• Software modules devoted to the control and management of the radar unit, of the acquisition interface and for the physical parameters determination that contribute to the definition of the sea state in an area of range up to 1.5 nautical miles from the radar and its storage in a database;
  • Software modules dedicated to the generation of surface current maps with high spatial resolution, to the transmission of detected information to database/remote system on TCP/IP protocol with automatic selection of the better transmission channel, to the management and remote control of the system (including the GUI for the visualization of results). The interface for the acquisition and processing of radar signals for the generation of images of the sea surface complies with IEC60945. The Processing Unit is dedicated to post-processing and data storage.

In particular, the model in question is called Mobile because it has the characteristic of being placed on a pneumatic column mounted on board of a platform that can be towed by RSA ITALIA Srl. The pneumatic column can be driven by a single-cylinder 4-stroke gasoline engine generator HONDA GX160 with dimensions (W x D x H) 312 x 362 x 346 mm and dry weight 15.1 kg, displacement 163 cm³, net power 3.6 kW (4.8 HP)/3600 rpm, continuous nominal power 2.5 kW (3.4 HP)/3000 rpm. The fuel tank capacity is 3.1 litres and the estimated fuel consumption at continuous power is 1.4 L/O - 3600 rpm.

Below are some photos of the 'Wave Radar Mobile' system with the detail of the electric generator plugged into the structure. The photo on the left shows the system with the radar antenna mounted on the pneumatic column that is in a vertical position, while the photo on the right shows the system with the column at rest and with minimum space requirement.

The characteristics of flexibility and mobility of the Radar Mobile system make it unique in the sense that it offers the advantage of allowing coastal monitoring to be carried out ease and fast from any position without the need for a permanent installation, given that the system has a sea view.


Francesco Raffa (CNR Technologist - Responsible for the Laboratory)

Serena Botteghi (CNR Researcher)

Carlo Sardo (CNR Technician)

Lyuba Novi




+39 347 1803641 (Francesco Raffa)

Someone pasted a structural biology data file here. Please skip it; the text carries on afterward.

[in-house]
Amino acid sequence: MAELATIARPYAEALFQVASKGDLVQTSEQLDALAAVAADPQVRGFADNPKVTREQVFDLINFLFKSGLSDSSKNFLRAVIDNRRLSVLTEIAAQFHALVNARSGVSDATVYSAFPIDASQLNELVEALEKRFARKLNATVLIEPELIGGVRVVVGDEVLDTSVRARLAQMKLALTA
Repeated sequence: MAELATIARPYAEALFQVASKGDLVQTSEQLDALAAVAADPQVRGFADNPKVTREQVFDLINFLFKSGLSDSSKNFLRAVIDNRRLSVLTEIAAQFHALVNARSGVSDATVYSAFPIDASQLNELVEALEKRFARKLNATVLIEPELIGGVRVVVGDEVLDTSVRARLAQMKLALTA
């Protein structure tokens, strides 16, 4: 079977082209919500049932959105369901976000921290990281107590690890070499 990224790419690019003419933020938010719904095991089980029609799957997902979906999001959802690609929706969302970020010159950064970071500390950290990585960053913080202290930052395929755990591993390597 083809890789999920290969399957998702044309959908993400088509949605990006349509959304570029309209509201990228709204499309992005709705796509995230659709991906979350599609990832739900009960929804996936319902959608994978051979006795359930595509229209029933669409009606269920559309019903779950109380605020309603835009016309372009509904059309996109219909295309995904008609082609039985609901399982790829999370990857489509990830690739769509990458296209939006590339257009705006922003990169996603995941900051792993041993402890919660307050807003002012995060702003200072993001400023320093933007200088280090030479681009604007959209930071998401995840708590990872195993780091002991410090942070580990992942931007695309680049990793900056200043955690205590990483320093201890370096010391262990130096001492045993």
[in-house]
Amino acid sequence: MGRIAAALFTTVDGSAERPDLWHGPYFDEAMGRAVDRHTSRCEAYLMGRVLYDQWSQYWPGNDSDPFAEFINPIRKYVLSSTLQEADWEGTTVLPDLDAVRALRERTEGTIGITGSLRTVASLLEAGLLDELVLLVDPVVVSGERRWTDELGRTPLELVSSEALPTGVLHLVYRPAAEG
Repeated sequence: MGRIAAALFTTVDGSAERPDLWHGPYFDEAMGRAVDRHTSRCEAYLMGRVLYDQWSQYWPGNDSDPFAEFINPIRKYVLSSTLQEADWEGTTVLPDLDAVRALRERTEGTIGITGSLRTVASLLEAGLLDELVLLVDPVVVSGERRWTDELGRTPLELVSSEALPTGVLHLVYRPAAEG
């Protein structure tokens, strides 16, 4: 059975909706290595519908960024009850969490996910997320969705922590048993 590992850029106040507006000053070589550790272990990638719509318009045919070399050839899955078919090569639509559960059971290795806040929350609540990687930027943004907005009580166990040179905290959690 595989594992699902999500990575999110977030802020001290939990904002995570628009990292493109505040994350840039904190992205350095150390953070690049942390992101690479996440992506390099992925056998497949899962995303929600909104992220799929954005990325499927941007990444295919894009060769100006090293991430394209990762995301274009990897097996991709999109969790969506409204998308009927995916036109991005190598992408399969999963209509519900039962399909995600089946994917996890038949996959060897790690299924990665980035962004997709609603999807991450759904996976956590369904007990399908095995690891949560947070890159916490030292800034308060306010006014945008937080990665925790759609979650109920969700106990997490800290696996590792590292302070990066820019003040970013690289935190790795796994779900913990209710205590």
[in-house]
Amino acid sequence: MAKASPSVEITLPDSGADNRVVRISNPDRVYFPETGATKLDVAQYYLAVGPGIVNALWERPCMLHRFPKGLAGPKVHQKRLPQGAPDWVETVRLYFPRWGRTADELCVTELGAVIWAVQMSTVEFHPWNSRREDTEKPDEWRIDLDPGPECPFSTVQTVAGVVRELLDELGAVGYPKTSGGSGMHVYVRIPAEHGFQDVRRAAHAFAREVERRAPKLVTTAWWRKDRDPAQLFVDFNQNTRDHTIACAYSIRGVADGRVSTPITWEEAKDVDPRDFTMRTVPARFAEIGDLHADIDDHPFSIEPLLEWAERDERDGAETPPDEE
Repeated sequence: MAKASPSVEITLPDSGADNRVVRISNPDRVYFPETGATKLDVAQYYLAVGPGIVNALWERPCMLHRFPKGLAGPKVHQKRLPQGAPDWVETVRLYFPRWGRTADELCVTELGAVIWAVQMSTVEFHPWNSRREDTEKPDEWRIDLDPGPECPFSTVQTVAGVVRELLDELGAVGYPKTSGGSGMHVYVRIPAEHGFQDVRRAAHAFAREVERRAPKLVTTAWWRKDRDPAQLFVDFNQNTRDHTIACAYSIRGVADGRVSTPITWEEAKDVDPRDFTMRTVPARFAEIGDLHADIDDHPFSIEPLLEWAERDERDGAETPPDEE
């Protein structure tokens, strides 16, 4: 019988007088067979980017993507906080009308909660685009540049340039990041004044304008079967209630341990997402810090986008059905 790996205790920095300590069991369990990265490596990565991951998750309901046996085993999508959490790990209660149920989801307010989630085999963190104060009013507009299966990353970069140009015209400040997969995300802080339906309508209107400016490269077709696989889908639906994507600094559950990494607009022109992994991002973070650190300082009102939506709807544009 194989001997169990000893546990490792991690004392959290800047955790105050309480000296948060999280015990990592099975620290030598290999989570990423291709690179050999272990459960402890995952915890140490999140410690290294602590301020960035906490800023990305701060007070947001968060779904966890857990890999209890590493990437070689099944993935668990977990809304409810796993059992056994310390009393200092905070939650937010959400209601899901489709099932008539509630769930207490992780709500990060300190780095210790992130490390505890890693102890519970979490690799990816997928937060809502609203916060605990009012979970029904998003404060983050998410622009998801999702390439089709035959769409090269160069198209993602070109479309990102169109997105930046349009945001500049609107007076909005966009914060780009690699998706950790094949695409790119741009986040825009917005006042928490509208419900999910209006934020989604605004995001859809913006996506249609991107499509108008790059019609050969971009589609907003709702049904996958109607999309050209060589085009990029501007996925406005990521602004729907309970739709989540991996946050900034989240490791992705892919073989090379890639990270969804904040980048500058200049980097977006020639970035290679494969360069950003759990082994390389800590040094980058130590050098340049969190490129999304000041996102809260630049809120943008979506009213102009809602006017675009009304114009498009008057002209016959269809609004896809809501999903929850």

+39 050 6212387 (Serena Botteghi)




The monitoring activity plays a key role in understanding the ongoing phenomena on the shoreline and in evaluating the effects of the actions carried out. Marine radar has always been used to support navigation, allowing the identification of targets at sea. For a better visualization of the targets, the device allows to reduce, through the use of an anti-clutter filter, the return of electromagnetic radiation, called clutter, coming from the sea surface. Only in the last decade the radar devices are used for another application: the monitoring of parameters that characterize the state of the sea. Through the analysis of the clutter signal received by a common X-band radar, it is possible to obtain relevant information on the sea state such as the wavelength, the direction, the period of the dominant waves, the surface currents and the bathymetry of the bottom. Under specific conditions it is also possible to determine the spatial-temporal evolution of the wave motion and monitor, therefore, the height and propagation of the individual waves of the sea surface. This information is useful for the implementation of a range of applications and tools, such as coastal protection and safeguard. Wave Radar in X-band allows to scan the sea surface with high spatial and temporal resolution; this is possible because backscattering from the sea surface, whose intensity may be comparable to that of normal targets, is detected by the radar antenna. The interaction between the electromagnetic waves of the radar and the free surface of the sea can be split into two very different phenomena: